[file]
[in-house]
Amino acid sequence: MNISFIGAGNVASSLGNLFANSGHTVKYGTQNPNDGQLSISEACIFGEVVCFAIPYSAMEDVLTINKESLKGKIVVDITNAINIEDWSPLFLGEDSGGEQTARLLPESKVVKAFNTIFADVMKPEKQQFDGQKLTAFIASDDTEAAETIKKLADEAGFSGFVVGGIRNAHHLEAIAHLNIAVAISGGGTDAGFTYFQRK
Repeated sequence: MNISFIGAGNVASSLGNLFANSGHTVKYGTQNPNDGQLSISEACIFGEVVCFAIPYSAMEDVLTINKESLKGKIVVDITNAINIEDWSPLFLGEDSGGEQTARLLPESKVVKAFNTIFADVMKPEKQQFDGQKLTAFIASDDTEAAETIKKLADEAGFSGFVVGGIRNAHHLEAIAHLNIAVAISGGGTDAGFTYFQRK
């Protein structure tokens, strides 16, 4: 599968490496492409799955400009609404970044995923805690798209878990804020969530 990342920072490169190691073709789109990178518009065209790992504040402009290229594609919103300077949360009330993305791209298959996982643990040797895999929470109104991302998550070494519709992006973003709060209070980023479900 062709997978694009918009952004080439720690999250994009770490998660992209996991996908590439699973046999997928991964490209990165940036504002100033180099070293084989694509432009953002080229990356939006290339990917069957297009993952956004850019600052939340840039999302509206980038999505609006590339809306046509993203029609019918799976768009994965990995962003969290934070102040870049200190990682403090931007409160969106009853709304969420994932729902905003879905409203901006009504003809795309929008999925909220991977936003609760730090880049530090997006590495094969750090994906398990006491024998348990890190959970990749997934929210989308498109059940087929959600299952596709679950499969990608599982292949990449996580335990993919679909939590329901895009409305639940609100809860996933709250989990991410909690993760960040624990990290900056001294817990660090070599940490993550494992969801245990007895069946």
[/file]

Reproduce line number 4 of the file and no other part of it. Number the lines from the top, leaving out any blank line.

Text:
């Protein structure tokens, strides 16, 4: 599968490496492409799955400009609404970044995923805690798209878990804020969530 990342920072490169190691073709789109990178518009065209790992504040402009290229594609919103300077949360009330993305791209298959996982643990040797895999929470109104991302998550070494519709992006973003709060209070980023479900 062709997978694009918009952004080439720690999250994009770490998660992209996991996908590439699973046999997928991964490209990165940036504002100033180099070293084989694509432009953002080229990356939006290339990917069957297009993952956004850019600052939340840039999302509206980038999505609006590339809306046509993203029609019918799976768009994965990995962003969290934070102040870049200190990682403090931007409160969106009853709304969420994932729902905003879905409203901006009504003809795309929008999925909220991977936003609760730090880049530090997006590495094969750090994906398990006491024998348990890190959970990749997934929210989308498109059940087929959600299952596709679950499969990608599982292949990449996580335990993919679909939590329901895009409305639940609100809860996933709250989990991410909690993760960040624990990290900056001294817990660090070599940490993550494992969801245990007895069946």